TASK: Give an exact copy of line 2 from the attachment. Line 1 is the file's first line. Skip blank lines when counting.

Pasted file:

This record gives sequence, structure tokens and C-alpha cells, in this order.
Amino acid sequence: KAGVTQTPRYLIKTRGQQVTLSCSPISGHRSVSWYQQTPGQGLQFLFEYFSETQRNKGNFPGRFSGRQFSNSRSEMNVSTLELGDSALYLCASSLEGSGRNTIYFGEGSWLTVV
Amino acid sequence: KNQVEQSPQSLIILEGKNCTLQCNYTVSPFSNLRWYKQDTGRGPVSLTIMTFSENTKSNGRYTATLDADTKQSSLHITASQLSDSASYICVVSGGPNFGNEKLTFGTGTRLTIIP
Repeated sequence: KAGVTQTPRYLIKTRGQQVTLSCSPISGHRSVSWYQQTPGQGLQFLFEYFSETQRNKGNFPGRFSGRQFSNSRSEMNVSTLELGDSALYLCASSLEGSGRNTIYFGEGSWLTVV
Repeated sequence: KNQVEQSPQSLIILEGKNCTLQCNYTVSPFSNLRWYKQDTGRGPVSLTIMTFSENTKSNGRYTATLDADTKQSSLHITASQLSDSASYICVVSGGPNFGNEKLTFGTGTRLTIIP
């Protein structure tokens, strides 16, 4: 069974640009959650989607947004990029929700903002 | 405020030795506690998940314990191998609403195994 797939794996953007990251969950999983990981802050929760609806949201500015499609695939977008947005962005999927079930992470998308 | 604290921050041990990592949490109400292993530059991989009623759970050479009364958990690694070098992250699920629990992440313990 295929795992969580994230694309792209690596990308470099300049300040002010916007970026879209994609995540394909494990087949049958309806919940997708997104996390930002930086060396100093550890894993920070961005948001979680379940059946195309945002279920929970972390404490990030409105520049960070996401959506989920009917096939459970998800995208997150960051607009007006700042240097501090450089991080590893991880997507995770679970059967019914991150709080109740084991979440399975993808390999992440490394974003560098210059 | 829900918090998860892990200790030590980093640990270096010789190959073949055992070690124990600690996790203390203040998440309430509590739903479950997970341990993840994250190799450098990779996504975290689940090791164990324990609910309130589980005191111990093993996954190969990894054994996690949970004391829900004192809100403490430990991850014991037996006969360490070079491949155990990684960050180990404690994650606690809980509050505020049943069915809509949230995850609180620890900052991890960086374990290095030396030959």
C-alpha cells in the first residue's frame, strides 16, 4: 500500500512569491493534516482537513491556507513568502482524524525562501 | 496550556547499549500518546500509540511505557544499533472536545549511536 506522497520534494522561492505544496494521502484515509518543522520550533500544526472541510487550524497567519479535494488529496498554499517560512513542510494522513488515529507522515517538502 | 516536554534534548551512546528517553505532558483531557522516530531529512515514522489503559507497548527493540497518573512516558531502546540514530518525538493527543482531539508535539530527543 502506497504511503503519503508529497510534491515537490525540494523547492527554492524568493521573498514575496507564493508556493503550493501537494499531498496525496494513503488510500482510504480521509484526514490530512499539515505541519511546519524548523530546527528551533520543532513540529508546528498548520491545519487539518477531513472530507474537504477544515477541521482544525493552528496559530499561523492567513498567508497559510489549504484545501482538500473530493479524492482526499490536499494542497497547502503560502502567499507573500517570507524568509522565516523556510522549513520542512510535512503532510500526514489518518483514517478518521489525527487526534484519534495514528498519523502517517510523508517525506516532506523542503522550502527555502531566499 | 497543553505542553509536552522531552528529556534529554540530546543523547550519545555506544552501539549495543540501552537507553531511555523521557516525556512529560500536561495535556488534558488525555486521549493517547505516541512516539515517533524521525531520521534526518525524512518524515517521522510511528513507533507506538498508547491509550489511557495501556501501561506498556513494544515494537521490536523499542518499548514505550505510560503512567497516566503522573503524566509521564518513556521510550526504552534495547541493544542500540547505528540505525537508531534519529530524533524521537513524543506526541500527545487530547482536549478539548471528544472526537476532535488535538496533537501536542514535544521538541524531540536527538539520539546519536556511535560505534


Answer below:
Amino acid sequence: KAGVTQTPRYLIKTRGQQVTLSCSPISGHRSVSWYQQTPGQGLQFLFEYFSETQRNKGNFPGRFSGRQFSNSRSEMNVSTLELGDSALYLCASSLEGSGRNTIYFGEGSWLTVV